Low Power Techniques for Greener Hardware

Low Power Techniques for Greener Hardware

Kaushal Buch (Giant Metrewave Radio Telescope (GMRT), National Centre for Radio Astrophysics (NCRA), Tata Institute of Fundamental Research, India), Rahul Dubey (Dhirubhai Ambani Institute of Information and Communication Technology, India) and Saket Buch (Indian Space Research Organization, India)
DOI: 10.4018/978-1-61692-834-6.ch037
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The last two decades have seen an exponential growth in the fields of electronic communication and information technology. Not surprisingly, ICT devices have become an integral part of our daily life. As demands for the development of more compact and versatile devices arise, there is mounting pressure on the designers to efficiently use the available resources. The new age ICT has become a matter of serious concern for the environment due to increased power consumption by the devices, the backbone infrastructure and eventual electronic waste disposal. This chapter describes techniques to reduce power consumption in ICT by reducing power at the very basal level of usage, which is the hardware. Careful architecture and design in hardware that keeps the principles of carbon reduction in mind can not only increase the efficiency of the device but also help in making it a green device. The primary focus of the chapter is to reduce the power utilized in the computation part of the device. The chapter also provides a background to other studies being carried out to reduce power consumed by the device as a whole.
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The use of Information and Communication Technology (ICT) has grown manifold in the past decade. ICT technology and devices have, due to extensive networking, made the world smaller. The large proliferation of these devices has led to considerable power consumption. One approach towards greener ICT is to optimize the power consumed by numerous ICT devices around us.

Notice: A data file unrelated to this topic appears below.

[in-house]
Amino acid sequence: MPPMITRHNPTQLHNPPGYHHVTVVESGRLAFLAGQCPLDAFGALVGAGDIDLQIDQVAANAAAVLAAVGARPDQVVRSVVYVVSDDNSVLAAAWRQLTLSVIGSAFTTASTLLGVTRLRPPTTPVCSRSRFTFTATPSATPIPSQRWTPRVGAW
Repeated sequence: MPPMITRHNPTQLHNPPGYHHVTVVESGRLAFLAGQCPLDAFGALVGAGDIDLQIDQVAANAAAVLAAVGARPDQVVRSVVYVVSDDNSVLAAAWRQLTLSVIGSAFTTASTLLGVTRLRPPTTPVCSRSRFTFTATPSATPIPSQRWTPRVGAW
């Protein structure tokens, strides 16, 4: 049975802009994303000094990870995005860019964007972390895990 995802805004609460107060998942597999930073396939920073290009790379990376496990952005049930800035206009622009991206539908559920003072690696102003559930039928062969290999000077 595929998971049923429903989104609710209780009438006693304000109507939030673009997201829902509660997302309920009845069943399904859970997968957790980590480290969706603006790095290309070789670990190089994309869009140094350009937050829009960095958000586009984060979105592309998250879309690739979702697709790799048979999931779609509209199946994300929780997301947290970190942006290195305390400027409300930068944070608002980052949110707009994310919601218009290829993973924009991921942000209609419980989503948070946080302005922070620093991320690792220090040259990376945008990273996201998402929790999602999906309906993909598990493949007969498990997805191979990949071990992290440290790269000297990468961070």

Examination of the overall structure of IT usage in daily life leads to its categorization into two areas – Personal resources and Common resources. Personal resources include mobile phones, desktops, laptops, palmtops, PDAs etc. to name but a few. Common resources comprise of bigger infrastructural elements like routers, network switches, enterprise servers, server farms for data centres and so on. Most of the above mentioned devices are digital devices or contain large sections of digital hardware and they are shown in Figure 1. The feature additions to the electronic gadgets and the processing requirements of large systems have made it almost mandatory to design and develop hardware which consumes less power, making power a primary design constraint for digital designs at all levels.

Figure 1.

Commonly used ICT equipments and information flow


We shall discuss the basic techniques of power reduction in both these categories of IT devices.


Personal Ict Devices

Personal ICT devices include desktops, laptops, mobile phones, PDAs etc. The operation of personal ICT devices can be simplified into three main functions: Communication, Computation and User interface. As the size of these devices keeps shrinking, the demand for reducing the power consumption keeps increasing.